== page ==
Word of the week: Big Data
This week our chief Architect, Tim Cornwell, tells us a bit more about the IT end of the SKA telescope and its challenges by explaining what we mean when we talk about “Big Data”:
“In a normal scientific instrument, most of the effort goes into building the instrument itself, and the data gathered can be analysed using common tools, including even spreadsheet programs.
A big data instrument like the SKA has different challenges. Composed of many antennas, the SKA will gather a lot of data, therefore a lot of effort must go not only in building the telescope itself, but also in dealing with the data it will produce, which will have to be processed in parallel on the equivalent of millions of computers.
Because there will be so much data coming in all the time, and we only have a limited amount of space available, it will also be necessary to process and store the useful data and then delete the rest quickly so that more data can be collected.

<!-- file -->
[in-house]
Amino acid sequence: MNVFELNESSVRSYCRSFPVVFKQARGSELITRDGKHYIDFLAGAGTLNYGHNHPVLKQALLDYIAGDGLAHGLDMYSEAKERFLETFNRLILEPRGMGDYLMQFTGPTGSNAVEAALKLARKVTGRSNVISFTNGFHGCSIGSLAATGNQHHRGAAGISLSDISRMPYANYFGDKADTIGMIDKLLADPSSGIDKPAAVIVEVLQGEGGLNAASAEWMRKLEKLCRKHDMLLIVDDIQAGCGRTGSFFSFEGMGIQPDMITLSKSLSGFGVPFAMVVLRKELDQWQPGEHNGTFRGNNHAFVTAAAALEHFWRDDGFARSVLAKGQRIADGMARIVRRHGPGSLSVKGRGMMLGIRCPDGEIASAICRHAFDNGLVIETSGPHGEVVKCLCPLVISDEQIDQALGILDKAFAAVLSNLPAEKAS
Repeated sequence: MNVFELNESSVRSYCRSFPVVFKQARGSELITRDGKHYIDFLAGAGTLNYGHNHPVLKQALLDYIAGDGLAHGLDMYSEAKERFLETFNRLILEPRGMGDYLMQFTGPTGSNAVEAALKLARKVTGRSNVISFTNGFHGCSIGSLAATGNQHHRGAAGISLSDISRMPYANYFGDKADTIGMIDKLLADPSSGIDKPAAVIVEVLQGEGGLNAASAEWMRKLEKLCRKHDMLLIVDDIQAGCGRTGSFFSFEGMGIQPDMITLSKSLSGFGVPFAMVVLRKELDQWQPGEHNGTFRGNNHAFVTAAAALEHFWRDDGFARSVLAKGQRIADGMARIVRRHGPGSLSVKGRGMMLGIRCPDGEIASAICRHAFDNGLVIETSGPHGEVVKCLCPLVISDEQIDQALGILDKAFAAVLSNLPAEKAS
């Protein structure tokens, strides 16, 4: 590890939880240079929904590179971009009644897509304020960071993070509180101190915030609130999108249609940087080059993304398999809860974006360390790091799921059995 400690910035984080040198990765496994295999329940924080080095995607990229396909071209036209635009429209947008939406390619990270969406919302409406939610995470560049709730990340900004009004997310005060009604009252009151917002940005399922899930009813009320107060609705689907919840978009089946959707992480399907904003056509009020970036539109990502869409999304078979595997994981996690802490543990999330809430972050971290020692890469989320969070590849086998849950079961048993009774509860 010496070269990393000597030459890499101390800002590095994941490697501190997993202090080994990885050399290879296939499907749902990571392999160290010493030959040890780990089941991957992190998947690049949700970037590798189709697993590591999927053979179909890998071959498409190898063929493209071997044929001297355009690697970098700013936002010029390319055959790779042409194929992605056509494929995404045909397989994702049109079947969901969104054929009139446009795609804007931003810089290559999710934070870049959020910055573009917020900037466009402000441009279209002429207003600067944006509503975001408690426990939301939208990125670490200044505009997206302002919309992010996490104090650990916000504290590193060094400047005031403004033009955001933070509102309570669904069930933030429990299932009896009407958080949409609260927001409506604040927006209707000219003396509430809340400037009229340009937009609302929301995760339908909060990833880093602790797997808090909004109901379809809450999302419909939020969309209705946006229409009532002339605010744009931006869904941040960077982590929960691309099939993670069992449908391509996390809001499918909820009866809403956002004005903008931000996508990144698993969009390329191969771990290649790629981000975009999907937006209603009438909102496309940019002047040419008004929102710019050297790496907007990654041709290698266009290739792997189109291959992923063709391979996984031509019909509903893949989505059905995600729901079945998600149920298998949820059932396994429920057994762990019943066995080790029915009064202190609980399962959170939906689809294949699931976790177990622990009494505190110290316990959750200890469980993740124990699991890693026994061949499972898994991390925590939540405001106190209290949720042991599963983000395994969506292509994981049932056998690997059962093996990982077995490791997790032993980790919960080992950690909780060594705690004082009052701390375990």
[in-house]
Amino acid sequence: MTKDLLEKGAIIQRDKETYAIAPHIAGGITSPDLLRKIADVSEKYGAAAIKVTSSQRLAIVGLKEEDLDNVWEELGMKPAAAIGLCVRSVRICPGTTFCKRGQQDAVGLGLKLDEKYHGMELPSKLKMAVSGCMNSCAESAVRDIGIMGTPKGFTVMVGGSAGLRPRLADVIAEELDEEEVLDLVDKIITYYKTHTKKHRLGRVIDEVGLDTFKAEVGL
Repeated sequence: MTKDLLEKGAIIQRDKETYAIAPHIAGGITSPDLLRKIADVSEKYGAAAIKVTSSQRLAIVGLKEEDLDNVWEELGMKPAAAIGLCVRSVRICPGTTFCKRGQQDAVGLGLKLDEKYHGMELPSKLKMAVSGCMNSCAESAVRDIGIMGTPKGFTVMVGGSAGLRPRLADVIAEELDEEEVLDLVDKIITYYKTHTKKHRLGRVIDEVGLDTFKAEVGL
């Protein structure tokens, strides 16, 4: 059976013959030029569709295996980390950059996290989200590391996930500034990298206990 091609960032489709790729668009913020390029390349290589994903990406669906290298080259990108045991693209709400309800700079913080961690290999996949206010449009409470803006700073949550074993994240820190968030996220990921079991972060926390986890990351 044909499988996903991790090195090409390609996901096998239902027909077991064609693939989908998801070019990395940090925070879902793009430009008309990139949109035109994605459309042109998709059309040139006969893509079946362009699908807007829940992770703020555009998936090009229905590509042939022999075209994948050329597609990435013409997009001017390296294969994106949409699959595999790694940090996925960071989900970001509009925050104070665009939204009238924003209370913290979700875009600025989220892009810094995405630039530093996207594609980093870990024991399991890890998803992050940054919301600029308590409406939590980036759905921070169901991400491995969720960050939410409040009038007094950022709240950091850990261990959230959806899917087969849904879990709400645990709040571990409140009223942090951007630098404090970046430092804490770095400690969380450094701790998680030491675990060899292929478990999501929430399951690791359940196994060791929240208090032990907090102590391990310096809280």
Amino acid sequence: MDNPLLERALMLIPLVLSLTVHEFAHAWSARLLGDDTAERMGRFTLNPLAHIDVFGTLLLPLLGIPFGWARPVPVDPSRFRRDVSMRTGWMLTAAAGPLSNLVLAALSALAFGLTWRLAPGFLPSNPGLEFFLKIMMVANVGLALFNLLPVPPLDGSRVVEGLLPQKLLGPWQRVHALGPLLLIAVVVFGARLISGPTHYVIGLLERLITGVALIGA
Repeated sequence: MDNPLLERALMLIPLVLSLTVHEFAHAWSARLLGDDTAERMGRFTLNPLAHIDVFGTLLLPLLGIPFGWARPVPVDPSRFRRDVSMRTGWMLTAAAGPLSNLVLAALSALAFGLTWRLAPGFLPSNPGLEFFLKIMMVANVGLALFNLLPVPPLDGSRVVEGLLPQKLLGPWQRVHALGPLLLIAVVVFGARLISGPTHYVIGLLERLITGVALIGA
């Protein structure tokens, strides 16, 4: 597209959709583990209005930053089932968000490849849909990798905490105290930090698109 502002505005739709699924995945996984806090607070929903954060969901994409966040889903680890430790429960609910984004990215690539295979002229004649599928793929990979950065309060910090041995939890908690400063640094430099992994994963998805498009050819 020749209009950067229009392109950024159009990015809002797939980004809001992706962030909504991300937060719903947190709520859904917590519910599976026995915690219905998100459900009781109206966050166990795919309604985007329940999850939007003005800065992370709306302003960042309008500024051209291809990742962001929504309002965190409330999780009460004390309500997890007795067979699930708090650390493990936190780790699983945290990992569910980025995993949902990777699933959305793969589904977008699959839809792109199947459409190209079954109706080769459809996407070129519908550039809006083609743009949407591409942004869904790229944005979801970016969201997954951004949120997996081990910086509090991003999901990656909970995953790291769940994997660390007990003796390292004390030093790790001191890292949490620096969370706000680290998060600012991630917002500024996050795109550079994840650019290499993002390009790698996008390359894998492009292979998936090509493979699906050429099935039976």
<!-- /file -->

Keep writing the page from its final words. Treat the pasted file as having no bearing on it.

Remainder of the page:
Finally, scientists will have to write very sophisticated computer programs to be able to search for what they want in the stored data, like a needle in a very big haystack.
As an example, the SKA’s first phase of development will see the equivalent of 3 TB (about the size of a standard desktop computer disk) transmitted every second to the central processing computer. So that’s Big Data”
See the definition on Facebook.
— SquareKilometreArray (@SKA_telescope) March 24, 2014